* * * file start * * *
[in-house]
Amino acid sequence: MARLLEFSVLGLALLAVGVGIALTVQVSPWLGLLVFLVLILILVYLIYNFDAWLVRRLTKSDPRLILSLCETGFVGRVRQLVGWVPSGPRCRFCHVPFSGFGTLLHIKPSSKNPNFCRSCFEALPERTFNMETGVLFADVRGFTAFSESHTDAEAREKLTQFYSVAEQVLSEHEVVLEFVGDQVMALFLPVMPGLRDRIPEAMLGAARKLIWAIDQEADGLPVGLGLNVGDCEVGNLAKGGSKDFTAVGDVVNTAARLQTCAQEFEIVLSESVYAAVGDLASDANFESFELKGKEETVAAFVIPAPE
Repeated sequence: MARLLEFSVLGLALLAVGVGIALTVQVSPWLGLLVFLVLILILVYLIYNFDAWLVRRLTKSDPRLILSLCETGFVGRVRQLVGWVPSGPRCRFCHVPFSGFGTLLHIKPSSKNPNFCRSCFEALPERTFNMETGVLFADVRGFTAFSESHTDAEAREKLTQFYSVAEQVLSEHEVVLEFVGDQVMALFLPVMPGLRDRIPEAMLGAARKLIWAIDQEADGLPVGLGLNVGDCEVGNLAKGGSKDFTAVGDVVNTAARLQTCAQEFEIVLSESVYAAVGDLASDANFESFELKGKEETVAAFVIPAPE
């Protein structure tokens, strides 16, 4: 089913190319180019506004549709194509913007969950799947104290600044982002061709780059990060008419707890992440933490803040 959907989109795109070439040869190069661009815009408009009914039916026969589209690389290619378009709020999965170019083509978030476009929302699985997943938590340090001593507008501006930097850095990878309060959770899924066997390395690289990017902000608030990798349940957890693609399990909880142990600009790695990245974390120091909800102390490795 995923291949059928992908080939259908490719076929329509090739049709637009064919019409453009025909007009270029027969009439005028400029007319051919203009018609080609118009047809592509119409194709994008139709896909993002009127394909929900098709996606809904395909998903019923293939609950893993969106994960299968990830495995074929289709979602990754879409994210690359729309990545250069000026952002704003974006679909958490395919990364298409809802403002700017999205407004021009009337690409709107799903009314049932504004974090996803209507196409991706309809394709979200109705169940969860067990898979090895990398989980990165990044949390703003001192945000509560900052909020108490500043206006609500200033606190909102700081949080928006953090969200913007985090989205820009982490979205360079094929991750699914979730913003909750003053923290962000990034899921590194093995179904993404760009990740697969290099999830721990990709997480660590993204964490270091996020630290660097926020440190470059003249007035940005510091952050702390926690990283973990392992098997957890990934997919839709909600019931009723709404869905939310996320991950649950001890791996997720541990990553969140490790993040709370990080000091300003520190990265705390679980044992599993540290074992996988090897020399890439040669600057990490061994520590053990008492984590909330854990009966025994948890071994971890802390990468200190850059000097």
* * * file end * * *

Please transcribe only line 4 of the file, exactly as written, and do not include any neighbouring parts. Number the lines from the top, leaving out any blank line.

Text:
């Protein structure tokens, strides 16, 4: 089913190319180019506004549709194509913007969950799947104290600044982002061709780059990060008419707890992440933490803040 959907989109795109070439040869190069661009815009408009009914039916026969589209690389290619378009709020999965170019083509978030476009929302699985997943938590340090001593507008501006930097850095990878309060959770899924066997390395690289990017902000608030990798349940957890693609399990909880142990600009790695990245974390120091909800102390490795 995923291949059928992908080939259908490719076929329509090739049709637009064919019409453009025909007009270029027969009439005028400029007319051919203009018609080609118009047809592509119409194709994008139709896909993002009127394909929900098709996606809904395909998903019923293939609950893993969106994960299968990830495995074929289709979602990754879409994210690359729309990545250069000026952002704003974006679909958490395919990364298409809802403002700017999205407004021009009337690409709107799903009314049932504004974090996803209507196409991706309809394709979200109705169940969860067990898979090895990398989980990165990044949390703003001192945000509560900052909020108490500043206006609500200033606190909102700081949080928006953090969200913007985090989205820009982490979205360079094929991750699914979730913003909750003053923290962000990034899921590194093995179904993404760009990740697969290099999830721990990709997480660590993204964490270091996020630290660097926020440190470059003249007035940005510091952050702390926690990283973990392992098997957890990934997919839709909600019931009723709404869905939310996320991950649950001890791996997720541990990553969140490790993040709370990080000091300003520190990265705390679980044992599993540290074992996988090897020399890439040669600057990490061994520590053990008492984590909330854990009966025994948890071994971890802390990468200190850059000097």